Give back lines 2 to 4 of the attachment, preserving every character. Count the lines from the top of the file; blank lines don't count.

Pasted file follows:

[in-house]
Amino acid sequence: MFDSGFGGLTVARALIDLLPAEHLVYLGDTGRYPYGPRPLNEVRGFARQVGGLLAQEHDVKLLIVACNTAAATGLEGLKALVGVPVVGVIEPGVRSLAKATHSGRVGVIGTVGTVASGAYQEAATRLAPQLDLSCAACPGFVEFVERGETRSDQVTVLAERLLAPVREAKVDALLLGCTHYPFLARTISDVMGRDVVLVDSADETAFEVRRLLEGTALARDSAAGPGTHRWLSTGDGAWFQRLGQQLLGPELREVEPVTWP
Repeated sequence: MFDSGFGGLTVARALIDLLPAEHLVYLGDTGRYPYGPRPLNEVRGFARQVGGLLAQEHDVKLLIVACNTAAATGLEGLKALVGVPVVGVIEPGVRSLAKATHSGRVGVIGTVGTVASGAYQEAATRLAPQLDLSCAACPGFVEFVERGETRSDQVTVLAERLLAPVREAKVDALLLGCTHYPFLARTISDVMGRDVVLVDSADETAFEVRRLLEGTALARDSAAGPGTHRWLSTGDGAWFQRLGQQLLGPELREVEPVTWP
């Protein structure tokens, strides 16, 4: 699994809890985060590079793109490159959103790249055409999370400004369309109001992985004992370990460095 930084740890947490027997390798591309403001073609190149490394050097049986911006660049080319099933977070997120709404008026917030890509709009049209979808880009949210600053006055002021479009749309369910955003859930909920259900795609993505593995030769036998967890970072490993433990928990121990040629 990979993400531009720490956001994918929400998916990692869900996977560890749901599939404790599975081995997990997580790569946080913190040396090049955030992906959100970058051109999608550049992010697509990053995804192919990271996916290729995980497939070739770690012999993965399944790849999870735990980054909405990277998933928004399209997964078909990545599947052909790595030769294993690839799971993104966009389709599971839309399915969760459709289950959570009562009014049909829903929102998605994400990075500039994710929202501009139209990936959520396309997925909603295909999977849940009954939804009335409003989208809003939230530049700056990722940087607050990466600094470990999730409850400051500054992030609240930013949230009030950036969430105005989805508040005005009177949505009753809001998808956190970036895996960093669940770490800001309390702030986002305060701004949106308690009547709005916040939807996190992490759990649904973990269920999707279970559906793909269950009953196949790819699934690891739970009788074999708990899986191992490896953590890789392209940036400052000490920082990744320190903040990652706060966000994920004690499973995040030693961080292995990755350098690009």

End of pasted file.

Amino acid sequence: MFDSGFGGLTVARALIDLLPAEHLVYLGDTGRYPYGPRPLNEVRGFARQVGGLLAQEHDVKLLIVACNTAAATGLEGLKALVGVPVVGVIEPGVRSLAKATHSGRVGVIGTVGTVASGAYQEAATRLAPQLDLSCAACPGFVEFVERGETRSDQVTVLAERLLAPVREAKVDALLLGCTHYPFLARTISDVMGRDVVLVDSADETAFEVRRLLEGTALARDSAAGPGTHRWLSTGDGAWFQRLGQQLLGPELREVEPVTWP
Repeated sequence: MFDSGFGGLTVARALIDLLPAEHLVYLGDTGRYPYGPRPLNEVRGFARQVGGLLAQEHDVKLLIVACNTAAATGLEGLKALVGVPVVGVIEPGVRSLAKATHSGRVGVIGTVGTVASGAYQEAATRLAPQLDLSCAACPGFVEFVERGETRSDQVTVLAERLLAPVREAKVDALLLGCTHYPFLARTISDVMGRDVVLVDSADETAFEVRRLLEGTALARDSAAGPGTHRWLSTGDGAWFQRLGQQLLGPELREVEPVTWP
């Protein structure tokens, strides 16, 4: 699994809890985060590079793109490159959103790249055409999370400004369309109001992985004992370990460095 930084740890947490027997390798591309403001073609190149490394050097049986911006660049080319099933977070997120709404008026917030890509709009049209979808880009949210600053006055002021479009749309369910955003859930909920259900795609993505593995030769036998967890970072490993433990928990121990040629 990979993400531009720490956001994918929400998916990692869900996977560890749901599939404790599975081995997990997580790569946080913190040396090049955030992906959100970058051109999608550049992010697509990053995804192919990271996916290729995980497939070739770690012999993965399944790849999870735990980054909405990277998933928004399209997964078909990545599947052909790595030769294993690839799971993104966009389709599971839309399915969760459709289950959570009562009014049909829903929102998605994400990075500039994710929202501009139209990936959520396309997925909603295909999977849940009954939804009335409003989208809003939230530049700056990722940087607050990466600094470990999730409850400051500054992030609240930013949230009030950036969430105005989805508040005005009177949505009753809001998808956190970036895996960093669940770490800001309390702030986002305060701004949106308690009547709005916040939807996190992490759990649904973990269920999707279970559906793909269950009953196949790819699934690891739970009788074999708990899986191992490896953590890789392209940036400052000490920082990744320190903040990652706060966000994920004690499973995040030693961080292995990755350098690009």